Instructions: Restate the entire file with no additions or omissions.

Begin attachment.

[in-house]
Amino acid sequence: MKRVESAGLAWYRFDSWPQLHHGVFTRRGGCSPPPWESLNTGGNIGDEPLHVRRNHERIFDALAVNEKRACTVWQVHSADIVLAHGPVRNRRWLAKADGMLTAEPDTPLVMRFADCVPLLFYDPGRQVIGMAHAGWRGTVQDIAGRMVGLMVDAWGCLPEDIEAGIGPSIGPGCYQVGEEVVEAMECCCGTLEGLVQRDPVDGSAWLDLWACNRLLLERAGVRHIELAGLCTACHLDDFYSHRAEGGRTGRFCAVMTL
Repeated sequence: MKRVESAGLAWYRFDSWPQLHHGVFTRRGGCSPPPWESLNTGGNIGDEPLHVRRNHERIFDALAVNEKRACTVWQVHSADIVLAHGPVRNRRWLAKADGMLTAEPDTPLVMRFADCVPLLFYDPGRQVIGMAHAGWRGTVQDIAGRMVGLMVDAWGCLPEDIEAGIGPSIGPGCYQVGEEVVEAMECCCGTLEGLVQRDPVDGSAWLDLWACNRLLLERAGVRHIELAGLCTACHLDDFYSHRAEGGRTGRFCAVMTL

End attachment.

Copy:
[in-house]
Amino acid sequence: MKRVESAGLAWYRFDSWPQLHHGVFTRRGGCSPPPWESLNTGGNIGDEPLHVRRNHERIFDALAVNEKRACTVWQVHSADIVLAHGPVRNRRWLAKADGMLTAEPDTPLVMRFADCVPLLFYDPGRQVIGMAHAGWRGTVQDIAGRMVGLMVDAWGCLPEDIEAGIGPSIGPGCYQVGEEVVEAMECCCGTLEGLVQRDPVDGSAWLDLWACNRLLLERAGVRHIELAGLCTACHLDDFYSHRAEGGRTGRFCAVMTL
Repeated sequence: MKRVESAGLAWYRFDSWPQLHHGVFTRRGGCSPPPWESLNTGGNIGDEPLHVRRNHERIFDALAVNEKRACTVWQVHSADIVLAHGPVRNRRWLAKADGMLTAEPDTPLVMRFADCVPLLFYDPGRQVIGMAHAGWRGTVQDIAGRMVGLMVDAWGCLPEDIEAGIGPSIGPGCYQVGEEVVEAMECCCGTLEGLVQRDPVDGSAWLDLWACNRLLLERAGVRHIELAGLCTACHLDDFYSHRAEGGRTGRFCAVMTL